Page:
discuss a numer of problems, known in later terminology as
errors-in-variables, simultaneity, multiple collinearity and model
selection. Through Frisch's high recognition as an econometrician
in the 1930's the confluence analysis became well known, although
it may have been a too demanding method to become widely used.
Amonth those who applied and further developed confluence analysis
were i.a. J. Tinbergen, J.R.N. Stone, O. Reiers{\o}l and T.
Haavelmo, who was Frisch's former student, later redirected
econometric research through his path-breaking and influential {\it
The Probability Approach in Economics} [{\bf 1}].
Much of Frisch's work in economics was also imbued with stochastic
and statistical considereations. Frisch's interest in planning and
reform of economic systems led him to a pioneering effort in
national accounting in the late 1930's. His contribution on the
conceptual and theoretical level became quite influential in the
Scandinavian countries, while his empirical work was interrupted
when the University of Oslo was closed by the German occupying
authorities in 1943 and Frisch imprisoned. Another topic with ties
to statistical theory is Frisch's work on the theory of index
numbers, his survey article from 1936 [{\bf A}, Vol.I, Ch.4]
remained influential for decades.
Ragnar Frisch was very internationally oriented from an early stage
and established through travel and correspondence a wide circle of
contacts with economists, statisticians and mathematicians in
various countries. Together with Irving Fisher (q.v.) and Charles F. Roos
he initiated the founding of the Econometric Society in 1930 and
played a leading role in the Society for several years. He played
a major role in establishing the European Meetings of the
Econometric Society from 1931; at the time this was the only
institutionalized international academic conference forum for
European economists. In his broad conception of econometrics
Frisch tried to co-opt mathematicians and also engineers, in
addition to statisticians, as members and participants in the
econometric movement. Frisch became the first Editor of the
Society's journal {\it Econometrica} from 1933 and remained as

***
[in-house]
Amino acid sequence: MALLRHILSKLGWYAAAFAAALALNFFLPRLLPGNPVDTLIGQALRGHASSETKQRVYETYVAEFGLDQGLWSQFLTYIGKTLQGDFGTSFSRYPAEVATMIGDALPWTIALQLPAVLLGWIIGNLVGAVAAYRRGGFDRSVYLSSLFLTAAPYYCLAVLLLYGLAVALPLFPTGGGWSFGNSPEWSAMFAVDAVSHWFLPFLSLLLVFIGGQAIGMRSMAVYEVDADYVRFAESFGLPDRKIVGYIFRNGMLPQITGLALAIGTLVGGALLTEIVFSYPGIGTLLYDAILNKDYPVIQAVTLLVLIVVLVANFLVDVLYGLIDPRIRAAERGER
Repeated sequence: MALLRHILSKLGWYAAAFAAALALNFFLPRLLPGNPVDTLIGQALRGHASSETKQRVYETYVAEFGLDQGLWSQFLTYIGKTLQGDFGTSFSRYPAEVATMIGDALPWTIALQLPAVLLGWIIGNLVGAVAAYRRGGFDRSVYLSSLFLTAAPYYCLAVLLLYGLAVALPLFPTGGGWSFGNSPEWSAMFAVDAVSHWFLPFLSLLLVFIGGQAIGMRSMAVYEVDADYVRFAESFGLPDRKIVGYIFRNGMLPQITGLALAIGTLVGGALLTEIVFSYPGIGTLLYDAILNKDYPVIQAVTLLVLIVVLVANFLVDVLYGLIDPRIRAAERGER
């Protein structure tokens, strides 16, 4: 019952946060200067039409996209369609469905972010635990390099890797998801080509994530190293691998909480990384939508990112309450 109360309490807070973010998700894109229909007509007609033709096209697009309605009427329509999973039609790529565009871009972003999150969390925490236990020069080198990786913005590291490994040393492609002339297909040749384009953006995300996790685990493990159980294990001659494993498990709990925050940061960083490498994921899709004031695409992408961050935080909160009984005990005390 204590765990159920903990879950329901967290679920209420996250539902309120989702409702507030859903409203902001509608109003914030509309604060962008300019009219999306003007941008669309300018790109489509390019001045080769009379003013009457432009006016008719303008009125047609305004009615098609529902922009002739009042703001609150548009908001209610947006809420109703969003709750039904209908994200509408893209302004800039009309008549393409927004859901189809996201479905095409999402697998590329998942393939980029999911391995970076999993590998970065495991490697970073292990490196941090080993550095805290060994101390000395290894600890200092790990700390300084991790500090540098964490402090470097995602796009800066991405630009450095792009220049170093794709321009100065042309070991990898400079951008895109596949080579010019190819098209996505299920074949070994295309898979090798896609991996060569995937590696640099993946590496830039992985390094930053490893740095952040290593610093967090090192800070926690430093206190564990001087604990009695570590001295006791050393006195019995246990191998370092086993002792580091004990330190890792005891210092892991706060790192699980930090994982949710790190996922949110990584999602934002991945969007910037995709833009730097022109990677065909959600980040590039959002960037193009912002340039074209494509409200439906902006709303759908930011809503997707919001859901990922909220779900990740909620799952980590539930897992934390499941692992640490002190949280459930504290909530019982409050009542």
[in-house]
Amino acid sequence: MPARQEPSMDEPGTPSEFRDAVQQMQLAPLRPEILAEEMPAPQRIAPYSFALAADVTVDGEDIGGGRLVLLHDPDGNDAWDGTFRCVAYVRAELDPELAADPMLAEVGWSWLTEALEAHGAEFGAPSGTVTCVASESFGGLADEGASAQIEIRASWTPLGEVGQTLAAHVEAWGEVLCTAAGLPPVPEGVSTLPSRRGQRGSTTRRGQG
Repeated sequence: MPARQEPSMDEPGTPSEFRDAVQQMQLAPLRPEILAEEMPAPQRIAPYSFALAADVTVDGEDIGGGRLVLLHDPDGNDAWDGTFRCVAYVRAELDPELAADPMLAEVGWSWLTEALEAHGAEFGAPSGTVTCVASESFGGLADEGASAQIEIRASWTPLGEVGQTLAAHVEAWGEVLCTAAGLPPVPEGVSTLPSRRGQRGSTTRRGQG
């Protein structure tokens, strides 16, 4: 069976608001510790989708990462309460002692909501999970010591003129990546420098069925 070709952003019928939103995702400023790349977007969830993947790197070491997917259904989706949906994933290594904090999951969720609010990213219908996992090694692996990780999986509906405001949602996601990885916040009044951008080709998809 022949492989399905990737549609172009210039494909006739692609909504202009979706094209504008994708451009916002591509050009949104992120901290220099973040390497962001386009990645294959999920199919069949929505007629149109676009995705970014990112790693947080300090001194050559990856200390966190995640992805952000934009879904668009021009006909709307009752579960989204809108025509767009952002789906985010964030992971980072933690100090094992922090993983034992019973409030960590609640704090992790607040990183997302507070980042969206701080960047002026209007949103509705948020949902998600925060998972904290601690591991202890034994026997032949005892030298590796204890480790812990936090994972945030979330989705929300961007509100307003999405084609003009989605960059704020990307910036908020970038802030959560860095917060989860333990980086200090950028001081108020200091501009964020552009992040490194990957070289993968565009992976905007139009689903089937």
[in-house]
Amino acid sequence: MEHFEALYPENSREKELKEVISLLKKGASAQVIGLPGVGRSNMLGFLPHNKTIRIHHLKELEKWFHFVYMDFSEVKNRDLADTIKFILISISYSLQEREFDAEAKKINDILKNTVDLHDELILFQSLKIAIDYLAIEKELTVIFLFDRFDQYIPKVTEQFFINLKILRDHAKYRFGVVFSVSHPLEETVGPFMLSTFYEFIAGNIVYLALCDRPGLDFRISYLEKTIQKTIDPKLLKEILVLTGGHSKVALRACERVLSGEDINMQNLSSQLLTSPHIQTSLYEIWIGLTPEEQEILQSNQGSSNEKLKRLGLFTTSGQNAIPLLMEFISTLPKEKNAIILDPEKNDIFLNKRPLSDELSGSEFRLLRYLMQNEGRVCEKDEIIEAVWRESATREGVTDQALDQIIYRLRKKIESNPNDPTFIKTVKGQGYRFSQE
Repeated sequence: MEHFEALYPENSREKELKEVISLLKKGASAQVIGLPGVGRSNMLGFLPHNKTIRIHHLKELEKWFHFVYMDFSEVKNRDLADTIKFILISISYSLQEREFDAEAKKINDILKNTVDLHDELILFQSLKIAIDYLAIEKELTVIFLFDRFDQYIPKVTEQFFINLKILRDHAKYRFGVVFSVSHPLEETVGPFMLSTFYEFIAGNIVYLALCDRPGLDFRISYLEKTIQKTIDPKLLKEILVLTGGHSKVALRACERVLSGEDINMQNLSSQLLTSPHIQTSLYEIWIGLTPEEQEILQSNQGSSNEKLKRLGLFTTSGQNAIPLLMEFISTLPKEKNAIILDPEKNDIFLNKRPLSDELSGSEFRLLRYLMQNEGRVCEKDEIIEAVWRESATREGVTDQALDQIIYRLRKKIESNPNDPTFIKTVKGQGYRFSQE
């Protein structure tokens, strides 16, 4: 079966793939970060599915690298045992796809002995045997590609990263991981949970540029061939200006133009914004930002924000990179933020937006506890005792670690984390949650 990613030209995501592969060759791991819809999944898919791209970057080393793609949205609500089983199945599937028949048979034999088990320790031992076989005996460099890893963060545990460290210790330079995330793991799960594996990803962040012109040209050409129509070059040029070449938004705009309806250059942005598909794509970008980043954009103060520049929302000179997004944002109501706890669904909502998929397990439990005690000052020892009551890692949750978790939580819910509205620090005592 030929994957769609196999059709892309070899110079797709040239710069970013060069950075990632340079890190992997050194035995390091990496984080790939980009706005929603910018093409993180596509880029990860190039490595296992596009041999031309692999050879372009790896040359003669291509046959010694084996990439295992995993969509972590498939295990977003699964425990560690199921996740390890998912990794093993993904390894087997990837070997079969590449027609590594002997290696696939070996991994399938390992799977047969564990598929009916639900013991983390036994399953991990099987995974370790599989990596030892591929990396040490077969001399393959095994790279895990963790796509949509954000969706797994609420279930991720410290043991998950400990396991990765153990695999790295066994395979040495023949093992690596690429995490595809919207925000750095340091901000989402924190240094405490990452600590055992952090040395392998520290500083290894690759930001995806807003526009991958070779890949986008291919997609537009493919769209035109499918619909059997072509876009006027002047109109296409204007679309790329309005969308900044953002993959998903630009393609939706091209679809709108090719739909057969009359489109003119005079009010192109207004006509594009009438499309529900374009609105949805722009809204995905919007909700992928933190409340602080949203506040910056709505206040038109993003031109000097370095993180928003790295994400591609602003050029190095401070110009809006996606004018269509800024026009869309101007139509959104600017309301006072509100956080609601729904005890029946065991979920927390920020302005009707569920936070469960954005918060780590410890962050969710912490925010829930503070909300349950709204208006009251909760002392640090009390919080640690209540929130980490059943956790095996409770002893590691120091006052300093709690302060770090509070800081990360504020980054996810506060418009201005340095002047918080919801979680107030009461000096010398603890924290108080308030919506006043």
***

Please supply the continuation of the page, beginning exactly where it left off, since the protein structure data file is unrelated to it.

editor until 1952, exerting strong editorial influence.
In the postwar period Frisch shifted much of this attention to the
construction of models appropriate for national planning, and he
also delved into various statistical aspects related to planning
issues. His general planning methodology became influential in
many countries, in particular in India and the united Arab Republic
where he spent considerable time conducting planning exercises and
advising the government.
Ragnar Frisch was an Honorary Fellow of the Royal Statistical
Society, a Fellow of the Institute of Mathematical Statistics, and
an elected member of the International Statistical Institute.
\vspace{.5 cm}
\begin{thebibliography}{3}
\bibitem{1}
{[\bf A]} Frisch, Ragnar (1995). {\it Foundations of Modern Econometrics.
The Selected Essays of Ragnar Frisch}, Two Vol., Aldershot, UK:
Edward Elgar, (selected, edited and with an introduction by
Olav Bjerkholt).
\bibitem{2}
{[\bf B]} Frisch, Ragnar (1926). Sur les semi-invariants et moments
employ\'es dans l'etude des distributions statistiques. {\it
Skrifter utgitt av Det Norske Videnskapsakademi i Oslo}, II.
Hist.-Filos. Klasse No.3, pp. 1-87.
\bibitem{3}
{[\bf C]} Frisch, Ragnar (1934). {\it Statistical Confluence Analysis by
means of Complete Regression Systems}, Publication No.5 from the
University Institute of Economics, Oslo, 192 pp.
\bibitem{4}
{[\bf D]} Frisch, Ragnar (1927). The Analysis of Economic Time Series,
Mimeographed, 123 pp.
\bibitem{5}
{[\bf E]} Frisch, Ragnar (1928). Changing Harmonics and Other General
types of Components in Empirical Series, {\it Skandinavisk
Aktuarietidskrift} {\bf 11}, 220-236.
\bibitem{6}
{[\bf F]} Frisch, Ragnar (1951). Estimeringsteori, Memorandum from the
Institute of Economics, 10 September 1951, Oslo, 91 pp.
\vspace{.50 cm}
\bibitem{7}
{[\bf 1]} Haavelmo, Trygve M. (1944). The Probability Approach in Econometrics,
{\it Econometrica} {\bf 12} (Supplement), 1-118.
\bibitem{8}
{[\bf 2]} Hendry, David F. and Morgan, Mary (1989). A Re-Analysis of Confluence
Analysis,
{\it Oxford Economic Papers} {\bf 5}, 35-52.
\bibitem{9}
{[\bf 3]} The first Nobel Prize in Economics (1969). The Official Announcement of the
Swedish Academy of Sciences, {\it Swedish Journal of Economics}
{\bf 71}, 300-301.
\vspace{1 cm}
\hfill{O. Bjerkholt}
\end{thebibliography}
\end{document}